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A Guide to Calculating SYNTAX Score
Interventional Cardiology, 2012;7(1):21–3
AbstractSince its first publication, the SYNTAX score has been used and validated in several subsets of lesions and populations. Despite some concerns about its reproducibility between cardiologists and its power of discrimination, the SYNTAX score remains the most powerful angiographic tool to predict events after percutaneous coronary intervention. Knowledge and mastering of the SYNTAX score definitions is of paramount importance and is the first step to an adequate stratification. This short article presents the different steps of the scoring system of SYNTAX score and focuses on the variables with the highest interobserver variability.
SYNTAX score, percutaneous coronary intervention, multiple vessel disease
SYNTAX score, percutaneous coronary intervention, multiple vessel disease
Disclosure The authors have no conflicts of interest to declare.
Received: January 14, 2012 | Accepted February 04, 2012 | Citation Interventional Cardiology, 2012;7(1):21–3
Correspondence: Philippe Généreux, Columbia University Medical Centre, The Cardiovascular Research Foundation, 111 East 59th St, 11th Floor, New York, NY 10022, US. E: email@example.com
Accurate characterisation of coronary artery disease (CAD) anatomy based on the diagnostic angiogram is essential to select the optimal strategy of revascularisation. Recently, the SYNTAX score generated a great amount of interest because of its ability to risk-stratify and discriminate outcomes of patients with complex CAD undergoing percutaneous coronary intervention (PCI) as compared to coronary artery bypass graft surgery.1–3 Additionally, it has been validated in different clinical settings of patients undergoing PCI, as well as in various subsets of lesions.4–11 Thus, SYNTAX score is a pioneer anatomical-based risk score that aids in the decision-making process. However, assessment of the SYNTAX score relies on pure visual interpretation of lesion severity and other semi-quantitative and subjective variables, which for even simple measures may be inaccurate. Although some studies report acceptable reproducibility when determined by angiographic core laboratory technicians,2 concerns remain regarding its reproducibility, especially among ‘SYNTAX-score naive’ or inappropriately trained cardiologists.12 The recent introduction of a ‘functional SYNTAX score’ that incorporates ischaemia-producing lesions as determined by fractional flow reserve (FFR), has brought some hope by better risk-stratifying of patients.13 Moreover, a limitation of the SYNTAX score relies on the fact that the score algorithm does not entail any clinical variable. Co-morbidities are known to impact early outcomes of patients undergoing revascularisation. Accordingly, to address the relative lack of discrimination and predictability of the pure SYNTAX score, some attempts to combine clinical variables into the SYNTAX score were reported recently. The ‘clinical SYNTAX score’, a combination of ACEF and SYNTAX score strata, parsimoniously combines three strong clinical predictors of clinical outcome (i.e., age, creatinine and ejection fraction). An alternative approach combines the SYNTAX score and the EuroSCORE, the so-called ‘Global risk classification’.14–16 Overall, their findings underline the potential importance of the interplay between clinical and angiographic data in predicting clinical outcomes after PCI.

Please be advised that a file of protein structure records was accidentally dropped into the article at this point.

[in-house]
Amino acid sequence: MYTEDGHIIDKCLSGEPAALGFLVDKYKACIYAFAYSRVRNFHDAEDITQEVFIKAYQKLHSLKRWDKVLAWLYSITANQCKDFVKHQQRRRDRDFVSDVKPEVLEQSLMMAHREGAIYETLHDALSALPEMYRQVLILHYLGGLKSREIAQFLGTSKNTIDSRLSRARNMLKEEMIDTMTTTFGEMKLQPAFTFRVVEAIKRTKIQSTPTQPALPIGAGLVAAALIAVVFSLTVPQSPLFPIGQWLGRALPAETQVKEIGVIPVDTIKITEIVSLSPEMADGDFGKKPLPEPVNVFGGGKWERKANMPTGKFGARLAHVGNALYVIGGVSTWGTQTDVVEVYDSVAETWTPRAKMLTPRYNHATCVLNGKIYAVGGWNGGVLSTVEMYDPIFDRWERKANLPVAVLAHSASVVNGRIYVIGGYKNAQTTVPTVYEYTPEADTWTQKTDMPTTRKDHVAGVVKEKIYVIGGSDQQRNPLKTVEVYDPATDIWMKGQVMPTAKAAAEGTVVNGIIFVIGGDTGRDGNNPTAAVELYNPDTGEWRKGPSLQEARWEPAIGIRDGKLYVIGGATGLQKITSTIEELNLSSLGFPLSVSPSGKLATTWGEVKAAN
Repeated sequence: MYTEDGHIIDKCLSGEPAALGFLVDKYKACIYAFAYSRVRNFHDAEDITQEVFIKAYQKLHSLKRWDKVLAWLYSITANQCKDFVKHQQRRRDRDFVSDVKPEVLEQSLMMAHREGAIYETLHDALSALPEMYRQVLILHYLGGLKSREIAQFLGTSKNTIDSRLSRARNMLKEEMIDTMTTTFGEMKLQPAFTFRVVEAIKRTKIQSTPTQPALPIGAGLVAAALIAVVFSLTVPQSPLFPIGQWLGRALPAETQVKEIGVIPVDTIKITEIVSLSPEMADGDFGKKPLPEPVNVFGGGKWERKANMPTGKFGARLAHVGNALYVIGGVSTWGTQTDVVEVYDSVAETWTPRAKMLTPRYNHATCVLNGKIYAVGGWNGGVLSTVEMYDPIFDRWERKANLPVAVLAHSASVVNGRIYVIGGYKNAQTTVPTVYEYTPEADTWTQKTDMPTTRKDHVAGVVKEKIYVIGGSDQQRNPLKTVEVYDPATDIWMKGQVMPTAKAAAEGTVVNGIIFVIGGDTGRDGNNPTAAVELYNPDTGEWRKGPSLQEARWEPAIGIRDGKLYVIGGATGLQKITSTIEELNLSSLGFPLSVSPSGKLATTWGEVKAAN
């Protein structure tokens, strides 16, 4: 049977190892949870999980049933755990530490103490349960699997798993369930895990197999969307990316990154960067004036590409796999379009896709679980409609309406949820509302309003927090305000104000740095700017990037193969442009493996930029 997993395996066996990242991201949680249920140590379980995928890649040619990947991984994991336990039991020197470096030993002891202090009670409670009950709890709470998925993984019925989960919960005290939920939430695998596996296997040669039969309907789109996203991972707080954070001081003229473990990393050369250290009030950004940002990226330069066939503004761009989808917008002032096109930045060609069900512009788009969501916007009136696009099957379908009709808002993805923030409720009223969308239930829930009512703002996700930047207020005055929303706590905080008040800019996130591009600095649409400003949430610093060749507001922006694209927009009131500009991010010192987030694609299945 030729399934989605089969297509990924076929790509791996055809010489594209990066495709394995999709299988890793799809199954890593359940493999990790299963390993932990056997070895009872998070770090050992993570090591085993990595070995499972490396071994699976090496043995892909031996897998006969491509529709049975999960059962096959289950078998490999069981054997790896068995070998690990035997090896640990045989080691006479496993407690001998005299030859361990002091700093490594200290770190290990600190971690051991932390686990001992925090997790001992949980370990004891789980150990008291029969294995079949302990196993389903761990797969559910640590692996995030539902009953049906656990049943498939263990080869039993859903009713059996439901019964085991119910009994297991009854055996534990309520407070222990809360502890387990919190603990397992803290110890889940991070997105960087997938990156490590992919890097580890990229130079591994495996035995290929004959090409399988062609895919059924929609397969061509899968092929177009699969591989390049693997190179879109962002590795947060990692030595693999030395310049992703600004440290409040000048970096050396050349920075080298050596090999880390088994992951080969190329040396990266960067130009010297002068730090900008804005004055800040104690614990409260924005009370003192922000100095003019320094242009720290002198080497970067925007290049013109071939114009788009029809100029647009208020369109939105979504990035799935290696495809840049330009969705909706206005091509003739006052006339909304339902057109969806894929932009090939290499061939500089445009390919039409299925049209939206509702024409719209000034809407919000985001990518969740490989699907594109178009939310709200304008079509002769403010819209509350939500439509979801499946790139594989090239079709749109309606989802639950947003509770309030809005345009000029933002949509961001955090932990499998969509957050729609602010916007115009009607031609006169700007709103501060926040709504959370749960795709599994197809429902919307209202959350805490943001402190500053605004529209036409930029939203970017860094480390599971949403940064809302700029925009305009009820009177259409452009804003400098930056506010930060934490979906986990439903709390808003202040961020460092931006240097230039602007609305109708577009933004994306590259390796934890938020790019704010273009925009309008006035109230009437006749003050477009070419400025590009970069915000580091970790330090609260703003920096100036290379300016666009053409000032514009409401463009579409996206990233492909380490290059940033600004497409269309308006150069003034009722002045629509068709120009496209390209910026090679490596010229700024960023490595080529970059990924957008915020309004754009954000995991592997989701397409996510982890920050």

Although the precise training requirements to optimise the performance of cardiologists using the SYNTAX score are unknown, some recent published data suggest that training beyond the standard on-line tutorial (www.syntaxscore.com) is warranted if the full clinical potential of the SYNTAX score is to be realised.12 The aim of this short article is to overview the basics and essentials of the SYNTAX score assessment, to ensure appropriate reading and, therefore, improve its reproducibility between readers.
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- Girasis C, Garg S, Raber L, et al., Syntax score and clinical SYNTAX score as predictors of very long-term clinical outcomes in patients undergoing percutaneous coronary interventions: a substudy of sirolimus-eluting stent compared with paclitaxel-eluting stent for coronary revascularization (SIRTAX) trial, Eur Heart J, 2011 32(24):3115–27.